Rawlins Municipal Library has once again reached the highest level of recognition a South Dakota library can achieve — its Exemplary Level accreditation was renewed for the next three years.
The recognition isn’t something that was handed to the library; the library and its Board of Trustees had to apply to receive the accreditation and meet “a lot” of standards, according to library Director Robin Schrupp.
The South Dakota State Library establishes the accreditation standards and incorporates national public library standards. There are three levels of accreditation — Essential, Enhanced, and Exemplary — that are determined by a checklist. The highest level of accreditation requires libraries to meet more than 80 criteria in the following areas: governance, administration, access, collections and resources, funding, staffing, technology, and public relations. In order to be considered exemplary level, libraries must have long range plans and policies in place, publish an annual report, have a minimum of 45 hours of continuing education credits among staff, have an established Friends of the Library group, as well as host trainings and classes, to name a few qualifications.
This is no small feat — of the 106 public libraries in South Dakota, less than a dozen of them have exemplary accreditation, according to a press release.
“It holds everyone to a higher standard — the board has to be educated on library issues, the staff needs to provide what the community needs. The checklist shows the things you ‘ve accomplished and what you still need to work on. We’re always striving to provide the best service for our community,” Schrupp told the Capital Journal.
One of the ways the library is working toward this is by developing a comprehensive, four-phase long pandemic policy. Now, the library is in the third phase of the plan, so physical access to the library is still partially limited. Under the pandemic plan, children under 18 must be accompanied by a parent or guardian to enter the library.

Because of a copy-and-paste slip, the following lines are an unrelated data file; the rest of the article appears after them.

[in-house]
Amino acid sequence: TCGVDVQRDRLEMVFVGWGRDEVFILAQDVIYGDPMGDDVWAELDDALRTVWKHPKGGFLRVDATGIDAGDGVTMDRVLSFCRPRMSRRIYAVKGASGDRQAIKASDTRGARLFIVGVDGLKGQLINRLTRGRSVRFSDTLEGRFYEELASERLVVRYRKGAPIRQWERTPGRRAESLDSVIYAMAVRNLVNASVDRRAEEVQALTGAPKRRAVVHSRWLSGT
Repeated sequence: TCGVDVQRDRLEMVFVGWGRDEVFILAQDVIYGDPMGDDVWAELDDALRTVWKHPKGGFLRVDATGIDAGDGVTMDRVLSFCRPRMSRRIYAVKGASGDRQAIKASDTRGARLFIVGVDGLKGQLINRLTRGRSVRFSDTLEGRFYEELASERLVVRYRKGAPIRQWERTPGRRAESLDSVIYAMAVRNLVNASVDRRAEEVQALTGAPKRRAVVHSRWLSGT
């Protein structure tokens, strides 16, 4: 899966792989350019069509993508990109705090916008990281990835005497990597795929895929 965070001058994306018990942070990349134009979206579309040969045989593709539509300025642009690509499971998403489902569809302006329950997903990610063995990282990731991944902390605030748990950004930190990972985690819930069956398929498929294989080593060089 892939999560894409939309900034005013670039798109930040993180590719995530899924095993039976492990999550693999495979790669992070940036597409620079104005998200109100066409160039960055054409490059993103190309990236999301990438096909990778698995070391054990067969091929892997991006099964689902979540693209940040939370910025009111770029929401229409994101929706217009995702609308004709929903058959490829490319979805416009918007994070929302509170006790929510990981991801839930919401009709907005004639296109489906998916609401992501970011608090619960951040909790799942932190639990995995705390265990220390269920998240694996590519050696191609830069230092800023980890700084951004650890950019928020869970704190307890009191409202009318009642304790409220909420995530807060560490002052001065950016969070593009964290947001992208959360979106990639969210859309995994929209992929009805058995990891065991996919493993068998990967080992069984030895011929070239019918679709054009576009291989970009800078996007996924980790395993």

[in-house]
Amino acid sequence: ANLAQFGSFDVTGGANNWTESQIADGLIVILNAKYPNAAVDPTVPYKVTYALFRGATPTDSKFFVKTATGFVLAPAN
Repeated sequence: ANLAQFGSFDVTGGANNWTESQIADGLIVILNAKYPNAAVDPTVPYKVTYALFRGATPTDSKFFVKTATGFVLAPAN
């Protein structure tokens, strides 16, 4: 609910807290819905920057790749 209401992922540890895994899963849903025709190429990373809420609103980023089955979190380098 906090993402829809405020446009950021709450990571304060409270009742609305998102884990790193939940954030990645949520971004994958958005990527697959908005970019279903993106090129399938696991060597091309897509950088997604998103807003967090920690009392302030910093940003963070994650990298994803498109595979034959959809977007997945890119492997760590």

“We’ve worked hard to update our policies to fit today’s world, which is an ongoing process,” Schrupp said.
On a typical day in a non-pandemic year, the library sees 400-450 people walk through its doors, which Schrupp said is “pretty good.”
“That doesn’t happen without dedicated, professional staff who continue to evolve the role of the library to meet the needs of the community,” Pierre Mayor Steve Harding said in the press release.
Schrupp agreed. “We have a great staff that provides a wonderful service to the public. We get many compliments on our staff — they are on the spot to deliver and people appreciate that.”
Schrupp also acknowledged Rawlins’ board and commissioner representative as being “excellent” and “supportive.”
“We have a great board. They’re very involved and always willing to go the extra mile for us. They’re good advocates,” she said.
Programming at the library has been limited due to the pandemic, but the children’s library has continued to do virtual storytimes that have been popular. Schrupp said she hopes the library will be able to resume regular programming soon and that hopefully the library can host its summer reading program.
In 2021 the library will move into phase two of a project that will add more parking spaces outside the building. Phase one was completed last year and now construction has been approved for a parking lot on the north side of the library.
“There will be a little more onsite parking, so we’re excited about that,” Schrupp said.
For more information about Rawlins library, visit rawlinslibrary.org.